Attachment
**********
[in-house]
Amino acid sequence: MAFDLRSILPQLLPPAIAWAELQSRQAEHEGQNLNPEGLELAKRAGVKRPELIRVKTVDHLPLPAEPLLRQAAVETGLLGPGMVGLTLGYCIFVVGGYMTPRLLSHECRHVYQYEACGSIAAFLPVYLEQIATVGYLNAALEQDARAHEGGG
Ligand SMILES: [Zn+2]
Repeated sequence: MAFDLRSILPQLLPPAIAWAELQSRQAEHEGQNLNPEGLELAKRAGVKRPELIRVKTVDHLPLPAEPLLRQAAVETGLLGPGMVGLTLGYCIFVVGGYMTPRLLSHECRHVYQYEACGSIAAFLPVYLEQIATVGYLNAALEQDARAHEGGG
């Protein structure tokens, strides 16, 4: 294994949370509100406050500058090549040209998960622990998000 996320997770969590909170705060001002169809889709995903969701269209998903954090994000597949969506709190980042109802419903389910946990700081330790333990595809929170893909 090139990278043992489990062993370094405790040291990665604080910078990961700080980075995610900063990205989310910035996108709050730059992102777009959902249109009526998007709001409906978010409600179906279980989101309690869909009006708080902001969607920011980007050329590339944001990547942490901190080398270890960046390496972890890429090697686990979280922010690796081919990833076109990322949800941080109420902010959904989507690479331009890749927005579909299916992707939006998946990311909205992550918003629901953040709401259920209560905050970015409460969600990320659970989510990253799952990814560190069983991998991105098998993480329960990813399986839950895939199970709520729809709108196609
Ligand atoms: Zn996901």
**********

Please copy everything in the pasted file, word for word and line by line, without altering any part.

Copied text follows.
[in-house]
Amino acid sequence: MAFDLRSILPQLLPPAIAWAELQSRQAEHEGQNLNPEGLELAKRAGVKRPELIRVKTVDHLPLPAEPLLRQAAVETGLLGPGMVGLTLGYCIFVVGGYMTPRLLSHECRHVYQYEACGSIAAFLPVYLEQIATVGYLNAALEQDARAHEGGG
Ligand SMILES: [Zn+2]
Repeated sequence: MAFDLRSILPQLLPPAIAWAELQSRQAEHEGQNLNPEGLELAKRAGVKRPELIRVKTVDHLPLPAEPLLRQAAVETGLLGPGMVGLTLGYCIFVVGGYMTPRLLSHECRHVYQYEACGSIAAFLPVYLEQIATVGYLNAALEQDARAHEGGG
């Protein structure tokens, strides 16, 4: 294994949370509100406050500058090549040209998960622990998000 996320997770969590909170705060001002169809889709995903969701269209998903954090994000597949969506709190980042109802419903389910946990700081330790333990595809929170893909 090139990278043992489990062993370094405790040291990665604080910078990961700080980075995610900063990205989310910035996108709050730059992102777009959902249109009526998007709001409906978010409600179906279980989101309690869909009006708080902001969607920011980007050329590339944001990547942490901190080398270890960046390496972890890429090697686990979280922010690796081919990833076109990322949800941080109420902010959904989507690479331009890749927005579909299916992707939006998946990311909205992550918003629901953040709401259920209560905050970015409460969600990320659970989510990253799952990814560190069983991998991105098998993480329960990813399986839950895939199970709520729809709108196609
Ligand atoms: Zn996901």